Anishinabe

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Anishinaabe camp by Benjamin F. Upton, 1870

The Anishinabe tribe, also known as the Ojibwa, Ojibway or Chippewa (though the latter they intensely dislike), is the third-largest tribe in North America, surpassed only by the Cherokee and the Navajo. The name Anishinabe is often translated as "first people".[1] At one time the tribe occupied a territory spanning from east of Lake Huron to the mountains of Montana in the west. A large portion of the tribe migrated to the state of Minnesota in the mid-seventeenth century, eventually pushing the Dakota tribe to the south and west of the state and claiming the northeast for their own.[2]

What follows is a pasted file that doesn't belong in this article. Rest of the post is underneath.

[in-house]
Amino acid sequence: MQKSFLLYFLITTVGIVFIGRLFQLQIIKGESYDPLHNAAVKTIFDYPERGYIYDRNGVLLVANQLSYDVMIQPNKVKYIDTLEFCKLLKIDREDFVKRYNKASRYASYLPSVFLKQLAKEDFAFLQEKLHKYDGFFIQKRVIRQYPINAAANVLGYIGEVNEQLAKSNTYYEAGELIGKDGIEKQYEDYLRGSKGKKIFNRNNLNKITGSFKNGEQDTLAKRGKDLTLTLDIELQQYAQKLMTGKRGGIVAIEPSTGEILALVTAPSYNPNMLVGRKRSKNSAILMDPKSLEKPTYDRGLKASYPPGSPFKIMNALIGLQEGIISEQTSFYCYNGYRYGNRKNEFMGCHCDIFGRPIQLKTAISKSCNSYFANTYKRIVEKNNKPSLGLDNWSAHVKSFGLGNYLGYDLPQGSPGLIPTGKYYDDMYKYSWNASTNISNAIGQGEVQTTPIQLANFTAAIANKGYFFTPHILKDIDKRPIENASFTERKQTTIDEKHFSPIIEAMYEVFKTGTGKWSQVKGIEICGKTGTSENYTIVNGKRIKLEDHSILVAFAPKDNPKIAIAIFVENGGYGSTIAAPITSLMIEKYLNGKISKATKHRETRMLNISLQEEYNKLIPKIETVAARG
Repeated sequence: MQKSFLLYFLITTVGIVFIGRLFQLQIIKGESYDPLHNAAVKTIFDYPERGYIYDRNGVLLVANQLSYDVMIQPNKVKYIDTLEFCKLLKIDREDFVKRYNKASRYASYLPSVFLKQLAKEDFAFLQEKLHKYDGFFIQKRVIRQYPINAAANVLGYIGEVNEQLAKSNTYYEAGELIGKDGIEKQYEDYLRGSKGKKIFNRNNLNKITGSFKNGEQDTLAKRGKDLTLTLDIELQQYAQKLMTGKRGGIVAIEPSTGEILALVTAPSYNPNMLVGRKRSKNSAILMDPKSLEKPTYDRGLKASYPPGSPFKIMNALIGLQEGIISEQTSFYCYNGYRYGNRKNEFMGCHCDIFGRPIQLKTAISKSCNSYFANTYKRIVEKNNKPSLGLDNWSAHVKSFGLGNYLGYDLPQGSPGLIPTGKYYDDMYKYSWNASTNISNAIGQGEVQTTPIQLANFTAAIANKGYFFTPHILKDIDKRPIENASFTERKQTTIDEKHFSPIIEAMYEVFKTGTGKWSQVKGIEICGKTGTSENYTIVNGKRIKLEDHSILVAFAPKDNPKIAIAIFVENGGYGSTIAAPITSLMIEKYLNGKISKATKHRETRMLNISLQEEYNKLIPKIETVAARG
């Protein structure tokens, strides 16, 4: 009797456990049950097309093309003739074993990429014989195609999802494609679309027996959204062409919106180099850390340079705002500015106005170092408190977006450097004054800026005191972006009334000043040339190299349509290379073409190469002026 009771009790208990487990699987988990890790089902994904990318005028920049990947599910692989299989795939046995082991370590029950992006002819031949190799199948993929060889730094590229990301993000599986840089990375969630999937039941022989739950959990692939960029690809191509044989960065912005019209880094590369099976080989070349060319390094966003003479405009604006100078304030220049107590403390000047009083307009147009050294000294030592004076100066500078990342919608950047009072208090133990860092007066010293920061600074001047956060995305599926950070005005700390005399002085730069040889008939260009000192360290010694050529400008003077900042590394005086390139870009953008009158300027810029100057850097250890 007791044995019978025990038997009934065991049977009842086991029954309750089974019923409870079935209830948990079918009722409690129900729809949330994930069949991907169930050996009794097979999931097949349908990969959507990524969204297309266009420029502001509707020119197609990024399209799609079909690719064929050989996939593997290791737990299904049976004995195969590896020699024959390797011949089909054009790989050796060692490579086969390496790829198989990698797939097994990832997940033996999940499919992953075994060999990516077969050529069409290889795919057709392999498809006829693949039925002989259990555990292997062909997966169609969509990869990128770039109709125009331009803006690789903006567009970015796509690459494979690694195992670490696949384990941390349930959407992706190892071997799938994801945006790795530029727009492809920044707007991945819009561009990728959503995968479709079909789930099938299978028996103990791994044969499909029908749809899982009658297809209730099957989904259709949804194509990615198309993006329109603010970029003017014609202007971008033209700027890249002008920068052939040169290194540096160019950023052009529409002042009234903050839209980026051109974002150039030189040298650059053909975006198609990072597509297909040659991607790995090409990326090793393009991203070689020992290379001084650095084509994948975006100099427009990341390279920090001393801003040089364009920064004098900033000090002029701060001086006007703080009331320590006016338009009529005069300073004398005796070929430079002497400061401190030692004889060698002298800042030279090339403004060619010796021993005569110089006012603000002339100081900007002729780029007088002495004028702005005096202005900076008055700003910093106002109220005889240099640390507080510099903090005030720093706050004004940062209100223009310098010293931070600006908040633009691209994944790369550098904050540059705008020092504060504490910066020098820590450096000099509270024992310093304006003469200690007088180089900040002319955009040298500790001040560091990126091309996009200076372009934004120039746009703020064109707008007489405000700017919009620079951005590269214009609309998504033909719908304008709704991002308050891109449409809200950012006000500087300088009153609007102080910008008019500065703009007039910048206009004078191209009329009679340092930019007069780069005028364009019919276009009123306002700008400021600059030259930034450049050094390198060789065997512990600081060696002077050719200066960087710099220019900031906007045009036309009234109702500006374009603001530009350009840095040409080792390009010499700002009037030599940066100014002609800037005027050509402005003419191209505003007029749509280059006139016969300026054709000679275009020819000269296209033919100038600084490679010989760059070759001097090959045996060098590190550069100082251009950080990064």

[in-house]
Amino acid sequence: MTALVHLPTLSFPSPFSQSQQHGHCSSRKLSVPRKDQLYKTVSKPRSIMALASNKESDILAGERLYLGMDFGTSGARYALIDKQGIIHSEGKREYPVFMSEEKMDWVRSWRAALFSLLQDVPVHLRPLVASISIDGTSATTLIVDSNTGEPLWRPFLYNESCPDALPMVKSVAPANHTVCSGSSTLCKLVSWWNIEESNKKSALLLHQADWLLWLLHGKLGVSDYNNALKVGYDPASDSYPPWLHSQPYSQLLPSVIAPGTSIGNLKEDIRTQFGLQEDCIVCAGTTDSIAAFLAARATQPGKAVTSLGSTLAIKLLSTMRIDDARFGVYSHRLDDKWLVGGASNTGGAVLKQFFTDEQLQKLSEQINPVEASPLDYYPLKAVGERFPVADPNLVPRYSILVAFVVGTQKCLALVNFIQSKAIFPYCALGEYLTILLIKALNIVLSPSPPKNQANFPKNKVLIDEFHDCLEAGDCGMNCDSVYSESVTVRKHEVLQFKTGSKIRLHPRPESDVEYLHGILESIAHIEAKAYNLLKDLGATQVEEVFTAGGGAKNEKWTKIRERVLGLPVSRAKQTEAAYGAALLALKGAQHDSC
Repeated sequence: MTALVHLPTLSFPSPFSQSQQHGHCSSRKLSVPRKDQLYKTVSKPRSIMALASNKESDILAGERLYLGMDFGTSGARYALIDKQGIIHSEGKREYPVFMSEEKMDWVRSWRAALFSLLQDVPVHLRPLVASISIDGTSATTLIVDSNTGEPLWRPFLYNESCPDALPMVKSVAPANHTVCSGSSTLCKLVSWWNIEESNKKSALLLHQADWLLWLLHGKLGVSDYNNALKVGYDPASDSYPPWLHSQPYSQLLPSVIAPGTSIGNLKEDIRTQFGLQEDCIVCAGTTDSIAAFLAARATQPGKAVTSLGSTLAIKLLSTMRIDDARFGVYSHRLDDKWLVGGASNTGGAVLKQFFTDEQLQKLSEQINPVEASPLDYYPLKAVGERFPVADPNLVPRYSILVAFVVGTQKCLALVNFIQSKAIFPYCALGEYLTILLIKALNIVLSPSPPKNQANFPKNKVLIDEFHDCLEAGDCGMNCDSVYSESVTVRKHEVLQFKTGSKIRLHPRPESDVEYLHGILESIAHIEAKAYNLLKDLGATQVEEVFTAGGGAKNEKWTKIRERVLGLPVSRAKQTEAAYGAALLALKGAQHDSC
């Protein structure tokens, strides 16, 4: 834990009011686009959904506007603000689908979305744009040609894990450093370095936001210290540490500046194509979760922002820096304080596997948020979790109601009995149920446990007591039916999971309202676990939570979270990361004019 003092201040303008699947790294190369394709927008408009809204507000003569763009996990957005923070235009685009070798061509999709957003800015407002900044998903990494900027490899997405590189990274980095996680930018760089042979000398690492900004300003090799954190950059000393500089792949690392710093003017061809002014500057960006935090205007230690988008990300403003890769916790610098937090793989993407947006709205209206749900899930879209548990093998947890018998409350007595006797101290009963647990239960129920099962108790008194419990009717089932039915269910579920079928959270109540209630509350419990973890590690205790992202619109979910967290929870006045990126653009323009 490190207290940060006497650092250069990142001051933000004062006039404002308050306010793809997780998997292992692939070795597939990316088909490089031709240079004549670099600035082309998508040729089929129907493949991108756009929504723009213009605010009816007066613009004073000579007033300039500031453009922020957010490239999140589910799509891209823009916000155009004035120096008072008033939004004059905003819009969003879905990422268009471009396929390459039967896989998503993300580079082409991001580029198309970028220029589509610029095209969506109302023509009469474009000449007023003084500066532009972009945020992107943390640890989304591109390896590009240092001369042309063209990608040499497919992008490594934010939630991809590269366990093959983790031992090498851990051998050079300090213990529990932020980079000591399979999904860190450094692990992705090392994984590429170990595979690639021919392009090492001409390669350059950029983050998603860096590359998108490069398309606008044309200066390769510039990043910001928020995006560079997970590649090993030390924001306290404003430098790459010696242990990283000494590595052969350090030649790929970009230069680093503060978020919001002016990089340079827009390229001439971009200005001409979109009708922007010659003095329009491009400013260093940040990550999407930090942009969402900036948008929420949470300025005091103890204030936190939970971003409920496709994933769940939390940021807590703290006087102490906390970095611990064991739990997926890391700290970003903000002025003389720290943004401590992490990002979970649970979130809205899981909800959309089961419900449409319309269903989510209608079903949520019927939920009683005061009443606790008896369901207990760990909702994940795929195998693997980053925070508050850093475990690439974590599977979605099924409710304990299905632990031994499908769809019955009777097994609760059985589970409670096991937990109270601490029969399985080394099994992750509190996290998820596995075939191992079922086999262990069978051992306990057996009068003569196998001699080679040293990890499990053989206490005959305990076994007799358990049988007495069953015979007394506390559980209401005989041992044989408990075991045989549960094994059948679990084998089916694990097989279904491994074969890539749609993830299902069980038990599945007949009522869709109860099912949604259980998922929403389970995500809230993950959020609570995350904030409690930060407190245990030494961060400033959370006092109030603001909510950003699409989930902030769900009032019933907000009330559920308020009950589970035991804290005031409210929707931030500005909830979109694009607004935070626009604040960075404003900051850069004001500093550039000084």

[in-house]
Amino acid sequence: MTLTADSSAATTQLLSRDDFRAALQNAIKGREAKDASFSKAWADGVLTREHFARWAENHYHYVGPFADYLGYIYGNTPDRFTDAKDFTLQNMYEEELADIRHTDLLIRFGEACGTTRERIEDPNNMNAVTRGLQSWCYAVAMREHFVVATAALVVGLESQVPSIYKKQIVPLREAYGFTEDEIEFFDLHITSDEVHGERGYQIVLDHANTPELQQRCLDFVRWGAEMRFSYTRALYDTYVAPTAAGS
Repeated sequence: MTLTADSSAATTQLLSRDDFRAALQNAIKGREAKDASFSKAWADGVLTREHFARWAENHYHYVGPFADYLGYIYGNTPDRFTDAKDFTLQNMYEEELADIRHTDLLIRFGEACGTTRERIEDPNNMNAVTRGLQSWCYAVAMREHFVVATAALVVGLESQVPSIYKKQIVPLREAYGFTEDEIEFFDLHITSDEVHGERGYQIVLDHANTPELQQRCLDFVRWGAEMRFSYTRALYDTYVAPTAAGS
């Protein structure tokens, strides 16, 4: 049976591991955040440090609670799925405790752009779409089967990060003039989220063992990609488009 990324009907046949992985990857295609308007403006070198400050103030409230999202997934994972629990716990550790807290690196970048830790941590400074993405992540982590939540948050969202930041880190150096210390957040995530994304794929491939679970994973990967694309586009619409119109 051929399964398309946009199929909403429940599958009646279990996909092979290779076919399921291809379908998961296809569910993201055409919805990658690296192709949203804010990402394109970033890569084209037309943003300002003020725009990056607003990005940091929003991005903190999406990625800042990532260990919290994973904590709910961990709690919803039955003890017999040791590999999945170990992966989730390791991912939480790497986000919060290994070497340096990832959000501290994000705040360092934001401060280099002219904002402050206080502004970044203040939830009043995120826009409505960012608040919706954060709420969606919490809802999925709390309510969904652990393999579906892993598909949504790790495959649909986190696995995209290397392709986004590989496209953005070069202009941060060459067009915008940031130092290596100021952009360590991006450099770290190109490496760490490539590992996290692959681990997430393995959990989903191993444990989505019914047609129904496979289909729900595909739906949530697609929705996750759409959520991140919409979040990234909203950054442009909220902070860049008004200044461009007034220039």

Today, the Anishinabe populations are concentrated in the reservations of Minnesota and Wisconsin (the Minnesota Chippewa and Lake Superior tribes, respectively), though there are also reservations in Montana, Michigan and the Dakotas. Canada recognizes over one hundred full or part Anishinabe settlements, located in Manitoba, Ontario, Alberta and Saskatchewan.[3]

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  1. http://www.mnsu.edu/emuseum/history/mncultures/anishinabe.html "Natives Peoples of Minnesota: Anishinabe"
  2. http://www.mnchippewatribe.org/a_brief_history.htm "A Brief History of the Minnesota Chippewa Tribe"
  3. A Native American Encyclopedia by Barry Pritzker